Flashcards in Blood Transfusions Deck (43):
What does the donor screening involve?
1. extensive questionnaire
2. multiple criteria for deferral
What are the 3 main serum tests for infectious agents when donating blood?
HIV, HCV, HBV
What are packed red blood cells (prbc)?
when one separates red cells from plasma and platelets
How much prbc are in each unit?
250ml, 1 unit will increase Hgb 1g/dL
How long can one store blood?
What is leukoreduced prbc?
when you remove leukocytes from rbcs
What kinds of Ags are on a RBC surface?
2. complex carbs on lipids or proteins
What is the basic O antigen made up off?
Spingosine connected to 5 sugars (GalNac, Gal,GalNac, Glu, Fucose)
What is the role of ABO glycosyltransferase?
attach a 6th sugar to the O antigen
Which blood groups have the enzyme and what does it do for the blood group?
1. A alleles - adds GalNac to O Ag
2. B alleles - adds Gal to O Ag
3. O alleles - enzymes is inactive
Type A blood makes what Abs?
Abs to B Ag
What subclass of Igs are the Abs against blood groups?
What can happen is a recipient is transfused with ABO-incompatible red cells?
- lyse them all very quickly
- acute hemolytic transfusion rxns
- can be fatal
What blood groups can donate to O recipient?
Who can donate to A blood types?
O and A
Who can donate to B blood types?
O and B
Who can donate to AB blood types?
All blood types
What is antigenicity?
a measure of how likely it is that a potential Ab binding site wil actually induce an Ab response
What are the RBC Ags encoded by?
genes that show substantial allelic variation
What is the most antigenic protein on the red cell surface?
RhD -- over 80% of D- individuals transfused with D+ red cells develop Abs
What is the most common RhD?
a complete deletion of the coding sequence
Why is RHD protein significant in obstetrics?
- RhD (-) mother having a RhD (+) baby can cause complications for future pregnancies because mother makes Rh-Ab that can cross the placenta.
How do you treat the problem with RhD-Abs in pregnancy?
give mother RhoGam -- basically an immunization
Who do you never give D+ red cells if they are D-?
girls and women of childbearing age
What are minor red cell Ags?
currently over 350 known Ag-Ab combinations exist due to minor red cell Ags (i.e. RhCE)
What should the blood bank do for minor red cell Ags?
screen recipients for ANY Abs to these Ags before any transfusion and identify
What are the steps of compatibility testing?
1. provide current blood speciment for a type and screen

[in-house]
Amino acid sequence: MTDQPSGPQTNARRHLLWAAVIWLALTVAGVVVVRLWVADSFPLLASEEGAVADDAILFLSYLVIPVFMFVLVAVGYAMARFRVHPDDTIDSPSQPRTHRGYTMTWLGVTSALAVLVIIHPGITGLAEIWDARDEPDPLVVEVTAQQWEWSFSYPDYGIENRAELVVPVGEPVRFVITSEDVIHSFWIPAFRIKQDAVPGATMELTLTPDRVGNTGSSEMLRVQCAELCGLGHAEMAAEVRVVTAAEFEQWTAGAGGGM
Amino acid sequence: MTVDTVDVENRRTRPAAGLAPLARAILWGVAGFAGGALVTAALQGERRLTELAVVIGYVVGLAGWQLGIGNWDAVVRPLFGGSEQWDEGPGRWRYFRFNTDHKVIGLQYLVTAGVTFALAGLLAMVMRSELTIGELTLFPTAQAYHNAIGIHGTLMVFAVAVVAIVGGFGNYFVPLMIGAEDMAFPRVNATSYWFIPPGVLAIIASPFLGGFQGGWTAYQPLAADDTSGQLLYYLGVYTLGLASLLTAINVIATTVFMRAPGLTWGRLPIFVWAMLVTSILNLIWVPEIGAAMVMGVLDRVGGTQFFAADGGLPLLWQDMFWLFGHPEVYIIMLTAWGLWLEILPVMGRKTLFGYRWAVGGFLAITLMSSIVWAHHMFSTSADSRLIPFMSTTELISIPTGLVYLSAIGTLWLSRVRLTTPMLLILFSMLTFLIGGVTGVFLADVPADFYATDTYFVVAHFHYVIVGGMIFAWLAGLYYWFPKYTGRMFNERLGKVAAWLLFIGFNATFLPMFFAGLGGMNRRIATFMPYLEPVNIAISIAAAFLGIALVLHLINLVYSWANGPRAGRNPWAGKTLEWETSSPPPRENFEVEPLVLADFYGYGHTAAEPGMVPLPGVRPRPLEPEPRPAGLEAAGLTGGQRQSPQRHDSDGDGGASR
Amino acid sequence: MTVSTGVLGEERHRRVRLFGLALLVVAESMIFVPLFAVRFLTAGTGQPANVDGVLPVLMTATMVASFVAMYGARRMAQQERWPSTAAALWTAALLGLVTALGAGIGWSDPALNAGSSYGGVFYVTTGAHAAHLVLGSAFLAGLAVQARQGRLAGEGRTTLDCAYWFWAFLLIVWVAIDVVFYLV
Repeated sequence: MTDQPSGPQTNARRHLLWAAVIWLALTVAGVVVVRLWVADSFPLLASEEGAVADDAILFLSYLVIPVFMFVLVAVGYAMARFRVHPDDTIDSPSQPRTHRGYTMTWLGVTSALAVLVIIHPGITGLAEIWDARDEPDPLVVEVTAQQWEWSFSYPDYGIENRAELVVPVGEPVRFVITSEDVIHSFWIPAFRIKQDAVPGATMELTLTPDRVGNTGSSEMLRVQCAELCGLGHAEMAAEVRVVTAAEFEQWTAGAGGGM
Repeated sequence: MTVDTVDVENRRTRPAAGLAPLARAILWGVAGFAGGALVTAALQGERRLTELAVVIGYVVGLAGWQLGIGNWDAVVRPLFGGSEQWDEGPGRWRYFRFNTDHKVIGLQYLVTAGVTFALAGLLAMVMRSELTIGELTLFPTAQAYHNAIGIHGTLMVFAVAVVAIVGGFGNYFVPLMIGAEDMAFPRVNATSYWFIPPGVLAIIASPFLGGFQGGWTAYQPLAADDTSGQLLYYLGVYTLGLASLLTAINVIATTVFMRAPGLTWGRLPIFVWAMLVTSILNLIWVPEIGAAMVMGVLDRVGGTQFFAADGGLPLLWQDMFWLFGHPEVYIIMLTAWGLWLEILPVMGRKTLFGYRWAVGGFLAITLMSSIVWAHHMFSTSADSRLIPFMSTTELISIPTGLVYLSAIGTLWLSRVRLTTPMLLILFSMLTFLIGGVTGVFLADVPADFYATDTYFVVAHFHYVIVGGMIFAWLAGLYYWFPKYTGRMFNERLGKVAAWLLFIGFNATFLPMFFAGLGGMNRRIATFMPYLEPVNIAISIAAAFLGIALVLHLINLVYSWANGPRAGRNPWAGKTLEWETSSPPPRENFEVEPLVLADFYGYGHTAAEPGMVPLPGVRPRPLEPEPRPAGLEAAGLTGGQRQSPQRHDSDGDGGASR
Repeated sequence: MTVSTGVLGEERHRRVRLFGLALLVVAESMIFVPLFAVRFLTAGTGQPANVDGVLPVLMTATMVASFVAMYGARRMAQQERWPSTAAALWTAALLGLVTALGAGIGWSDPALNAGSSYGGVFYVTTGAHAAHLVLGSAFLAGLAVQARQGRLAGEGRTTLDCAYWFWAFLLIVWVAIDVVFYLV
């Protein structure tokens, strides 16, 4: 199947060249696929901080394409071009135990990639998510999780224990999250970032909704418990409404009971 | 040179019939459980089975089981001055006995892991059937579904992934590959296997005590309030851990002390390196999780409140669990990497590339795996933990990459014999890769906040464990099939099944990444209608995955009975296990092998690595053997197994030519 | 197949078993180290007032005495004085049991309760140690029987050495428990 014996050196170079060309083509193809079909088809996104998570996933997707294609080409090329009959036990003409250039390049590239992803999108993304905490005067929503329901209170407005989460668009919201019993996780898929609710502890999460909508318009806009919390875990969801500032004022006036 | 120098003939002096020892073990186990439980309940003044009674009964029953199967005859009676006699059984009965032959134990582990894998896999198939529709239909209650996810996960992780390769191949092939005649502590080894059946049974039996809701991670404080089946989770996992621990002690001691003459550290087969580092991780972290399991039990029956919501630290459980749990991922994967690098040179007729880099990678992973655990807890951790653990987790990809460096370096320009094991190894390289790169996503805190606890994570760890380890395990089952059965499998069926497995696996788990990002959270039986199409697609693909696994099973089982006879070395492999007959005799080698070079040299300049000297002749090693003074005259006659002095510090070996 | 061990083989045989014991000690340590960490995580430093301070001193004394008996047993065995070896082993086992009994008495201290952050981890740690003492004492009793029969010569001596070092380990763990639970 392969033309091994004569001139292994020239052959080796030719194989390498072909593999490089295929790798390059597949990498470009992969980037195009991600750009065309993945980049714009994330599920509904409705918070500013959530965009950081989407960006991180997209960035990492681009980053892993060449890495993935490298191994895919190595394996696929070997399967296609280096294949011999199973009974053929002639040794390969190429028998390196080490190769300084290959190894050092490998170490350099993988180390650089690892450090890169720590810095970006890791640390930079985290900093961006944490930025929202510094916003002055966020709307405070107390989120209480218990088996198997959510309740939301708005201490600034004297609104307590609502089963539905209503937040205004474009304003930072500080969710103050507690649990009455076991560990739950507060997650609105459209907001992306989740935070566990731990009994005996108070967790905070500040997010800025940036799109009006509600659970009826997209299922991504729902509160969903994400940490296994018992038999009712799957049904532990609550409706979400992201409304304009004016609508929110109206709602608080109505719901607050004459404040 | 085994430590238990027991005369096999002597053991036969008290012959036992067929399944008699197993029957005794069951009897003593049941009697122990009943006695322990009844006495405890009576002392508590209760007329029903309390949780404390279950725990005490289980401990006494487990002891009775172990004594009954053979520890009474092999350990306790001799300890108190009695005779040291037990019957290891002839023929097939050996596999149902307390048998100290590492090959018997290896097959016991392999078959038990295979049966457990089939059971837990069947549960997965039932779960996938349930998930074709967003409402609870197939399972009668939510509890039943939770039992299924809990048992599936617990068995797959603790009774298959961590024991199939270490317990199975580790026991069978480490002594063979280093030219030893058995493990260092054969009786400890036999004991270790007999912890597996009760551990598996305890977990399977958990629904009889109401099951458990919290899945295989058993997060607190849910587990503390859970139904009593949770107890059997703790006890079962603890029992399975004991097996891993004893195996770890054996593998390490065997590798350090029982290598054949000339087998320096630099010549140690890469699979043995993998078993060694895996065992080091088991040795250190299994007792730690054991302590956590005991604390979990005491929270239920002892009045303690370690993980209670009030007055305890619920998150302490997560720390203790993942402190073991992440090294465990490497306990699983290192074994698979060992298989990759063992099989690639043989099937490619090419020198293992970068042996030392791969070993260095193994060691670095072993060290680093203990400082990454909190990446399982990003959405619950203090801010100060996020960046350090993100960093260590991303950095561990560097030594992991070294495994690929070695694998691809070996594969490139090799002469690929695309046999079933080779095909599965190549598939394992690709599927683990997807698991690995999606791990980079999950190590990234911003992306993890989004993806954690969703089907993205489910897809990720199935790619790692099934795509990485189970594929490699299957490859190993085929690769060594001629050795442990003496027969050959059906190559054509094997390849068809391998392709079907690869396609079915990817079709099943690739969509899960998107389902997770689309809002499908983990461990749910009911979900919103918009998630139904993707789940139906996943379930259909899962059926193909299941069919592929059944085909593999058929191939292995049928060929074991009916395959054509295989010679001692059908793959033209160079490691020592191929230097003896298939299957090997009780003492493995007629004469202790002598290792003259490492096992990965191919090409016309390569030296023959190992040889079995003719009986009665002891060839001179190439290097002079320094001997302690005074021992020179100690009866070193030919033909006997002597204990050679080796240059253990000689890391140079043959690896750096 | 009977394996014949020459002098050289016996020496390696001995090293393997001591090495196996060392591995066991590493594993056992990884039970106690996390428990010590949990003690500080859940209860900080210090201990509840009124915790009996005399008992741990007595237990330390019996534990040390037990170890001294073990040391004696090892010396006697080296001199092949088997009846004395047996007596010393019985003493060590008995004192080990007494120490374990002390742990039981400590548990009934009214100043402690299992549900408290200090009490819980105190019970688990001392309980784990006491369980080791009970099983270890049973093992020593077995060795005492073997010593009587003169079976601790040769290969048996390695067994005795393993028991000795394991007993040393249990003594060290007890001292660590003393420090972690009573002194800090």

2. Crossmatch is performed - mix donor cells w/ patient plasma and look for agglutination
3. if Ab screen is negative give blood
4. in emergency use O negative blood
When should one give blood speicmen to blood bank for surgery?
at least day before surgery but no more than 3 days before the surgery
What is the objective of red cell transfusion?
to increase the patient's O2 carrying capacit
What is measured for the O2 carrying capacity?
Hgb mainly but sometimes can look at Hct
When should you give a red cell transfusion?
1. when patient is symptomatic and anemic (increased HR, RR, confusion, weakness, dizziness)
2. Acute blood loss, rapid volume expansion
3. During or following an MI
4. Hgb trendline
When shouldn't you give a red cell transfusion?
1. patient is old and frail
2. asympotmatic coronary artery disease
3. expand blood volume
4. promote wound healing
Is anemia a diagnosis?
no -- need to determine why patient has anemia
When will you need to give a rationale for transfusion at the VA?
if lab indications are questionable (such as Hgb > 8.0
What is the average blood volume?
How much are 2 units of prbc in terms of cc?
500, 10% of blood volume
What are some risks associated w/ red cell transfusion?
1. CMV seroconversion
2. Fever w/out hemolysis
3. Anti-RBC Ab development
5. circulatory overload
How do hemolytic rxns present?
fever, chills, chest pain, hypotension
- overall nonspecific so if you see this after a transfusion, stop transfusion and ask blood bank to do work up for a transfusion rxn
What does the blood bank do for a transfusion rxn?
1. clerical check
2. look at serum (pink = acute hemolysis, yellow= icteric, subabcute/chronic hemolysis)
3. recheck ABO of patient and donor
4. repeat crossmatch
5. repeat Ab screen
6. preform a DAT
What is the most common cause of immediate hemolytic rxns?
What is the common cause of delayed hemolytic rxns? How to minimize risk for future?
1. du to Ab to minor red cell ag
educate patient about Abti-RBC ab so it doesn't happen in future
Allergic rxns to plasma components?
urticaria (1-2%) and anaphylaxis rarely